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Help! My Child is “The Constant Interrupter”

By James Lehman, MSW

Does your child seem to interrupt every conversation with the words, "But Mom…" or "But Dad…" ? Do they constantly cut you off mid-sentence to tell you that something’s not fair?  

Interrupting comes from a variety of sources, including over-stimulation, competition with siblings and peers, impulsivity and general family patterns of communication. It’s helpful to pinpoint what combination of these factors contributes to the behavior that you’re seeing your child display. Whatever it is, the most effective thing to do in the moment is to calmly and simply say, “Don’t interrupt me until I’m done.” If the child doesn’t stop immediately, turn around and walk away. Practice that consistently, and it will change their behavior. Secondly, and this is important, don’t interrupt your child when he or she is speaking. It’s important to hear them out if you want them to hear you out.

If the interruption comes from impulsivity or poor communication skills, during times of calmness, talk about interrupting and what it feels like to be interrupted. Ask your children what it feels like for them. You can ask, “Have you ever been interrupted by another child at school when you’re trying to talk to the teacher? How did it make you feel?” And tell them it makes you feel like they’re not listening to you. Don’t get into a big emotional deal about it by saying how it hurts your feelings. Just tell them that you feel they’re not listening to you and that it’s important for people to listen to one another. Don’t tell them your feelings are hurt unless it’s real.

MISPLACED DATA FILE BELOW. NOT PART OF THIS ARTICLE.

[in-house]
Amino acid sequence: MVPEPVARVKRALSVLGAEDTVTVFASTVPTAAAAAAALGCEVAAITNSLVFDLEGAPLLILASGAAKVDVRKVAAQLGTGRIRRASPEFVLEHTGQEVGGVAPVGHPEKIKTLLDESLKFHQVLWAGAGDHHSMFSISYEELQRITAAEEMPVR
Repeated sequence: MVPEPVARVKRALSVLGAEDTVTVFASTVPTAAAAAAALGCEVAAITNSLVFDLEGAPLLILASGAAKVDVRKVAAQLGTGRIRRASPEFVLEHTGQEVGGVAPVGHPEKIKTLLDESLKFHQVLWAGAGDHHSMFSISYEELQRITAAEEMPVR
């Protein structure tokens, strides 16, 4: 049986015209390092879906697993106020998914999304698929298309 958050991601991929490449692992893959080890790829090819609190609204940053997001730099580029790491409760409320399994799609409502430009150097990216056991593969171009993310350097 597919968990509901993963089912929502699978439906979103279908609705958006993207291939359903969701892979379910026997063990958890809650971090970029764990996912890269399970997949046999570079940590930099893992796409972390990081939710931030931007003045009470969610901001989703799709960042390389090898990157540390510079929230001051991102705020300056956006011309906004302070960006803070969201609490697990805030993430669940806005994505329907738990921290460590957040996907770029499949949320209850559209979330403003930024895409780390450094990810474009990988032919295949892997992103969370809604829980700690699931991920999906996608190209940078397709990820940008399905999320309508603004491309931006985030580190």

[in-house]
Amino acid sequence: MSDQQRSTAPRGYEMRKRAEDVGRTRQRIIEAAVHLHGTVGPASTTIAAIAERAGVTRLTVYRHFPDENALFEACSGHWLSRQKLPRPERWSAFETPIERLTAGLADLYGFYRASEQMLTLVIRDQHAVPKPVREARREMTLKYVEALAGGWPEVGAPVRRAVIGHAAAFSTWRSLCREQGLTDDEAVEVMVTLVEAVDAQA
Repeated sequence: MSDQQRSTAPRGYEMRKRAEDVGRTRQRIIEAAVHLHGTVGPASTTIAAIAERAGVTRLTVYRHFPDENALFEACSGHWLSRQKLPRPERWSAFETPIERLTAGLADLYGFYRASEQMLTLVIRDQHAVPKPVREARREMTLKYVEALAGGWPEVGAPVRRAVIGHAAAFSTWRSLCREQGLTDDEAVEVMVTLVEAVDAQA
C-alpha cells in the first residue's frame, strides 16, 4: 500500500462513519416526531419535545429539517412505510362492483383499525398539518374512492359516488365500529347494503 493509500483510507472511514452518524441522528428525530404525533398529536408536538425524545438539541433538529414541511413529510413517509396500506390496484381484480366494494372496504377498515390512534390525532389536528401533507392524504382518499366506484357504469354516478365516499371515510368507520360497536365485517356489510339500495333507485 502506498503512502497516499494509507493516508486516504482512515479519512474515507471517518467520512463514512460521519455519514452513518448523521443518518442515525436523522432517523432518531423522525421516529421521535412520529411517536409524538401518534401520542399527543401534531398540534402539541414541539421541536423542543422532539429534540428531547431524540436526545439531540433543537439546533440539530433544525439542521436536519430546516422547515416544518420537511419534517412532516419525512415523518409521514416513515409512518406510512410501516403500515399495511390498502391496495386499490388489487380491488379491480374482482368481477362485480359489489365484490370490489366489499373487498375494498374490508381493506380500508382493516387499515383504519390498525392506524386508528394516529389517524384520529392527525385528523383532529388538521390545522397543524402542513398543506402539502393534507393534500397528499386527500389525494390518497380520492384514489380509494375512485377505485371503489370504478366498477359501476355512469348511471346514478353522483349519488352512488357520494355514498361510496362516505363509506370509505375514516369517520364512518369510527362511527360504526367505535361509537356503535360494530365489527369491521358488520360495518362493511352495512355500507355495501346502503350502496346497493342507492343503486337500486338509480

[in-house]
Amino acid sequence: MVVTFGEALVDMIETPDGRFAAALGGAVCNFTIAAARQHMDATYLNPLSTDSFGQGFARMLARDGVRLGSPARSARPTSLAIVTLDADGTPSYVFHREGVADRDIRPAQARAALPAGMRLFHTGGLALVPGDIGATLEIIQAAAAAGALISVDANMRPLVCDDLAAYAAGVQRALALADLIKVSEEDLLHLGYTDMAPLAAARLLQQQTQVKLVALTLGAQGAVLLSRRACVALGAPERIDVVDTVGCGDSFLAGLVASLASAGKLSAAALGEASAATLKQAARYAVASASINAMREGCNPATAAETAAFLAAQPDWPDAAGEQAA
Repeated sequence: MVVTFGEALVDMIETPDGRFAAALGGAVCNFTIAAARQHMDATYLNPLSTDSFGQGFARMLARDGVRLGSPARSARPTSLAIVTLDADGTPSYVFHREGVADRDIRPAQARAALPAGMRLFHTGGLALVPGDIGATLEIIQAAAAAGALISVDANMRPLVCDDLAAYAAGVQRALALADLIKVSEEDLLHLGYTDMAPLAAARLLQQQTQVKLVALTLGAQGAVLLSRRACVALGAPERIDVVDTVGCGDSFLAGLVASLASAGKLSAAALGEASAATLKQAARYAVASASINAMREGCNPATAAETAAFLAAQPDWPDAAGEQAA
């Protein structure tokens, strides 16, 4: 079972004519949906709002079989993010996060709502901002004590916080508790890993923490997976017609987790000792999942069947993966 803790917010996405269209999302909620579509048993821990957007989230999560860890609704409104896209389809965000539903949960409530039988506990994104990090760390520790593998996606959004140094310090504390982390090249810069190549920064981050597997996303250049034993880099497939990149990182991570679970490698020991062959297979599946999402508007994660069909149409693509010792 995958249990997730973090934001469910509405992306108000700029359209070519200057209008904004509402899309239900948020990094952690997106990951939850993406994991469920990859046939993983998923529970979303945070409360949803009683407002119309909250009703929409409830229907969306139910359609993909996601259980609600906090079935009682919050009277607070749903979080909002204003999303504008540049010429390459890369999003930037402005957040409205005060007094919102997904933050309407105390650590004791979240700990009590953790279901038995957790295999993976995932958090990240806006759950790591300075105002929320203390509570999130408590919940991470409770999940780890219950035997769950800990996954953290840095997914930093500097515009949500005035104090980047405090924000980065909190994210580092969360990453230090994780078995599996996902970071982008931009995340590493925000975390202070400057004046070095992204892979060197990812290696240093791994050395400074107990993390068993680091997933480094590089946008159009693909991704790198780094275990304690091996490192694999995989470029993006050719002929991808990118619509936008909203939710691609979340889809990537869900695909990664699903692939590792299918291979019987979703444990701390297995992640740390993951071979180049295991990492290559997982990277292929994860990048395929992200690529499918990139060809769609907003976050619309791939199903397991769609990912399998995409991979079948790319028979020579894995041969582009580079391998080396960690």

I also recommend that you sit down with them and teach them how to manage urges and communicate more effectively. There are resources available that can help you to do that, but no matter which one you use, make sure that it teaches everyone to slow things down when they’re communicating. Finally, be aware of what behavior you as parents and role models are teaching them. One of the most effective ways to show children how to change bad habits and communication is to not indulge in them yourself.

About James Lehman, MSW

James Lehman, who dedicated his life to behaviorally troubled youth, created The Total Transformation® Program, The Complete Guide to Consequences™, Getting Through To Your Child™, and Two Parents One Plan™, from a place of professional and personal experience. Having had severe behavioral problems himself as a child, he was inspired to focus on behavioral management professionally. Together with his wife, Janet Lehman, he developed an approach to managing children and teens that challenges them to solve their own problems without hiding behind disrespectful, obnoxious or abusive behavior. Empowering Parents now brings this insightful and impactful program directly to homes around the globe.

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